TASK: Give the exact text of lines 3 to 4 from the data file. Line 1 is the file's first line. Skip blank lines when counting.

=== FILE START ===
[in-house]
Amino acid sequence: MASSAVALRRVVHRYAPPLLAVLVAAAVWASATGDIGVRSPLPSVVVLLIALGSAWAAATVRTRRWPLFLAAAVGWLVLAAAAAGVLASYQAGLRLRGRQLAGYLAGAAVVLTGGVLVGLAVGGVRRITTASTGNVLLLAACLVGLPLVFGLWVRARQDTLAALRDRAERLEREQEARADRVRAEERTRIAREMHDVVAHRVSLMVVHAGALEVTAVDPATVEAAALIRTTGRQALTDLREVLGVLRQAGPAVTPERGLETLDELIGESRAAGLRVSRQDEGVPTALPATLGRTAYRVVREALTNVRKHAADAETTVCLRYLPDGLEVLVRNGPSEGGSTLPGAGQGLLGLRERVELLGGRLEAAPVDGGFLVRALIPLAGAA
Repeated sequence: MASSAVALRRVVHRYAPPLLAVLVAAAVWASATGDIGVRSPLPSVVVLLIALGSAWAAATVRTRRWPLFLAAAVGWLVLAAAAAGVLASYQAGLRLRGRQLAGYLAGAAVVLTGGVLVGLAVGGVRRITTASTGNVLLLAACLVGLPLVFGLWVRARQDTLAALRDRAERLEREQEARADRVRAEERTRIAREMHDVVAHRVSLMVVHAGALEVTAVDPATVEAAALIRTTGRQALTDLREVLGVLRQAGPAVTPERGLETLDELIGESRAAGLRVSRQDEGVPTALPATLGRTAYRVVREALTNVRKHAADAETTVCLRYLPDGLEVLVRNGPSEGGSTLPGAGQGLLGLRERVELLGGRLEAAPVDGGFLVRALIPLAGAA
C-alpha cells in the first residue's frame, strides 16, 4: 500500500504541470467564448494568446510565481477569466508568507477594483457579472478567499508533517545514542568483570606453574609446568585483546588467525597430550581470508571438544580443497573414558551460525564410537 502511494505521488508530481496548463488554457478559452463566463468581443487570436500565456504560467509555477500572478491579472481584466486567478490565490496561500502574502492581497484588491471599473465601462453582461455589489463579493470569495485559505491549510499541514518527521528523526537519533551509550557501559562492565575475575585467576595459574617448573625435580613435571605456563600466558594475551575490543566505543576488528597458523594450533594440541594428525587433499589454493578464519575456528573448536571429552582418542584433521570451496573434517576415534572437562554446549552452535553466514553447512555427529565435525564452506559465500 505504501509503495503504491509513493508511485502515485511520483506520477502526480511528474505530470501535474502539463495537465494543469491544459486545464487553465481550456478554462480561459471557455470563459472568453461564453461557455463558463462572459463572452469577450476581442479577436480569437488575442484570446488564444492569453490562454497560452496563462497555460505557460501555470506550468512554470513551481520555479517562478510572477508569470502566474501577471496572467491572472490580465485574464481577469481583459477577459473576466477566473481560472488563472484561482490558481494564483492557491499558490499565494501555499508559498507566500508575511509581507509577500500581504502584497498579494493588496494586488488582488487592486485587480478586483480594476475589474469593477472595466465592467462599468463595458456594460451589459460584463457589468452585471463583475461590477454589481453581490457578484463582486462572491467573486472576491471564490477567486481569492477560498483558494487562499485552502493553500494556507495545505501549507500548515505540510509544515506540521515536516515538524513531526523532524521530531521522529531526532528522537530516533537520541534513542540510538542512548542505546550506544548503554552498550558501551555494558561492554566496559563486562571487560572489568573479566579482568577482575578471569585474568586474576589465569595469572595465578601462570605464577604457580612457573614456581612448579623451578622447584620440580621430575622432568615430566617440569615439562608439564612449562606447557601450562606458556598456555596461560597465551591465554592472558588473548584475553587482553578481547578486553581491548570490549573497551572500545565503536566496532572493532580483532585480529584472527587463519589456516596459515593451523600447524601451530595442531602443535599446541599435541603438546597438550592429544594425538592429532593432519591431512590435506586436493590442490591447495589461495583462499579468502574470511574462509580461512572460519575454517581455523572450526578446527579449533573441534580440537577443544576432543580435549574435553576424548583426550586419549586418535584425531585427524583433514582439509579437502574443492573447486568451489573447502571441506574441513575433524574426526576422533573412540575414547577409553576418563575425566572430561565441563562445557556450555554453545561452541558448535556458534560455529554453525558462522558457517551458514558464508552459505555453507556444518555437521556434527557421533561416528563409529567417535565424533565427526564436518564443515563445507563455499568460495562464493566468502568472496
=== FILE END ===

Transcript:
Repeated sequence: MASSAVALRRVVHRYAPPLLAVLVAAAVWASATGDIGVRSPLPSVVVLLIALGSAWAAATVRTRRWPLFLAAAVGWLVLAAAAAGVLASYQAGLRLRGRQLAGYLAGAAVVLTGGVLVGLAVGGVRRITTASTGNVLLLAACLVGLPLVFGLWVRARQDTLAALRDRAERLEREQEARADRVRAEERTRIAREMHDVVAHRVSLMVVHAGALEVTAVDPATVEAAALIRTTGRQALTDLREVLGVLRQAGPAVTPERGLETLDELIGESRAAGLRVSRQDEGVPTALPATLGRTAYRVVREALTNVRKHAADAETTVCLRYLPDGLEVLVRNGPSEGGSTLPGAGQGLLGLRERVELLGGRLEAAPVDGGFLVRALIPLAGAA
C-alpha cells in the first residue's frame, strides 16, 4: 500500500504541470467564448494568446510565481477569466508568507477594483457579472478567499508533517545514542568483570606453574609446568585483546588467525597430550581470508571438544580443497573414558551460525564410537 502511494505521488508530481496548463488554457478559452463566463468581443487570436500565456504560467509555477500572478491579472481584466486567478490565490496561500502574502492581497484588491471599473465601462453582461455589489463579493470569495485559505491549510499541514518527521528523526537519533551509550557501559562492565575475575585467576595459574617448573625435580613435571605456563600466558594475551575490543566505543576488528597458523594450533594440541594428525587433499589454493578464519575456528573448536571429552582418542584433521570451496573434517576415534572437562554446549552452535553466514553447512555427529565435525564452506559465500 505504501509503495503504491509513493508511485502515485511520483506520477502526480511528474505530470501535474502539463495537465494543469491544459486545464487553465481550456478554462480561459471557455470563459472568453461564453461557455463558463462572459463572452469577450476581442479577436480569437488575442484570446488564444492569453490562454497560452496563462497555460505557460501555470506550468512554470513551481520555479517562478510572477508569470502566474501577471496572467491572472490580465485574464481577469481583459477577459473576466477566473481560472488563472484561482490558481494564483492557491499558490499565494501555499508559498507566500508575511509581507509577500500581504502584497498579494493588496494586488488582488487592486485587480478586483480594476475589474469593477472595466465592467462599468463595458456594460451589459460584463457589468452585471463583475461590477454589481453581490457578484463582486462572491467573486472576491471564490477567486481569492477560498483558494487562499485552502493553500494556507495545505501549507500548515505540510509544515506540521515536516515538524513531526523532524521530531521522529531526532528522537530516533537520541534513542540510538542512548542505546550506544548503554552498550558501551555494558561492554566496559563486562571487560572489568573479566579482568577482575578471569585474568586474576589465569595469572595465578601462570605464577604457580612457573614456581612448579623451578622447584620440580621430575622432568615430566617440569615439562608439564612449562606447557601450562606458556598456555596461560597465551591465554592472558588473548584475553587482553578481547578486553581491548570490549573497551572500545565503536566496532572493532580483532585480529584472527587463519589456516596459515593451523600447524601451530595442531602443535599446541599435541603438546597438550592429544594425538592429532593432519591431512590435506586436493590442490591447495589461495583462499579468502574470511574462509580461512572460519575454517581455523572450526578446527579449533573441534580440537577443544576432543580435549574435553576424548583426550586419549586418535584425531585427524583433514582439509579437502574443492573447486568451489573447502571441506574441513575433524574426526576422533573412540575414547577409553576418563575425566572430561565441563562445557556450555554453545561452541558448535556458534560455529554453525558462522558457517551458514558464508552459505555453507556444518555437521556434527557421533561416528563409529567417535565424533565427526564436518564443515563445507563455499568460495562464493566468502568472496